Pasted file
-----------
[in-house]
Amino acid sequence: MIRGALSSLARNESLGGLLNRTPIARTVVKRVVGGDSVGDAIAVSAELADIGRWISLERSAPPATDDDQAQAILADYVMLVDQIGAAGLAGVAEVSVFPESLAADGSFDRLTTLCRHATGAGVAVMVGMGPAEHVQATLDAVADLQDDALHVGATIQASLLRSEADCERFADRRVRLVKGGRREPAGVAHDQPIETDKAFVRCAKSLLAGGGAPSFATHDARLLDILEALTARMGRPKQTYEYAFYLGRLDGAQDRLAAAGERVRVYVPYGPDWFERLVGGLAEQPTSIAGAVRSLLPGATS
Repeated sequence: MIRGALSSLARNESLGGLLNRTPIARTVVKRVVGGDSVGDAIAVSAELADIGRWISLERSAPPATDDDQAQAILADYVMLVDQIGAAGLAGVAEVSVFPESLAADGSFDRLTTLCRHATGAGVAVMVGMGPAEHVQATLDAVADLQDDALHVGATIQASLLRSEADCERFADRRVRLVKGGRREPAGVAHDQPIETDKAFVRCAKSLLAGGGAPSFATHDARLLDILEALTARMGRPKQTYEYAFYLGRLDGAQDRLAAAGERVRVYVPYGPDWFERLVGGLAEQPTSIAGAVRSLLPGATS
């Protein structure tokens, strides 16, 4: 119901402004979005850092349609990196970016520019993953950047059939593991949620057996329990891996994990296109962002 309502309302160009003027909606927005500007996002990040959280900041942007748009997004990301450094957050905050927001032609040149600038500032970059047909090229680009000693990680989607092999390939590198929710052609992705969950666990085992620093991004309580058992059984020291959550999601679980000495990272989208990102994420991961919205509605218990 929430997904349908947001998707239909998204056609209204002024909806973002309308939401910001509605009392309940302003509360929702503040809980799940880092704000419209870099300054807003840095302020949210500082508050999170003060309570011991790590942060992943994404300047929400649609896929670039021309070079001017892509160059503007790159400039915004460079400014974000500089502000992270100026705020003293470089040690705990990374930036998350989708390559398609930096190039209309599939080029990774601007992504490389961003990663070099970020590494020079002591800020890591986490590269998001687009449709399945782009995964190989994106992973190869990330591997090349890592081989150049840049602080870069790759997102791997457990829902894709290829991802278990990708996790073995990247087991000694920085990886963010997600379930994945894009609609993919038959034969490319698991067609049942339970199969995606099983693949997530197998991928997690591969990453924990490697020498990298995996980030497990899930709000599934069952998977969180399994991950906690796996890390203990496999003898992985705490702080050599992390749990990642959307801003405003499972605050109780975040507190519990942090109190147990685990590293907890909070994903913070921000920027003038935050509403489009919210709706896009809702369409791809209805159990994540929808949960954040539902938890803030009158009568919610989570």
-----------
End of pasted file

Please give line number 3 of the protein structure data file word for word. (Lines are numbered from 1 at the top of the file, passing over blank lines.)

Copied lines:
Repeated sequence: MIRGALSSLARNESLGGLLNRTPIARTVVKRVVGGDSVGDAIAVSAELADIGRWISLERSAPPATDDDQAQAILADYVMLVDQIGAAGLAGVAEVSVFPESLAADGSFDRLTTLCRHATGAGVAVMVGMGPAEHVQATLDAVADLQDDALHVGATIQASLLRSEADCERFADRRVRLVKGGRREPAGVAHDQPIETDKAFVRCAKSLLAGGGAPSFATHDARLLDILEALTARMGRPKQTYEYAFYLGRLDGAQDRLAAAGERVRVYVPYGPDWFERLVGGLAEQPTSIAGAVRSLLPGATS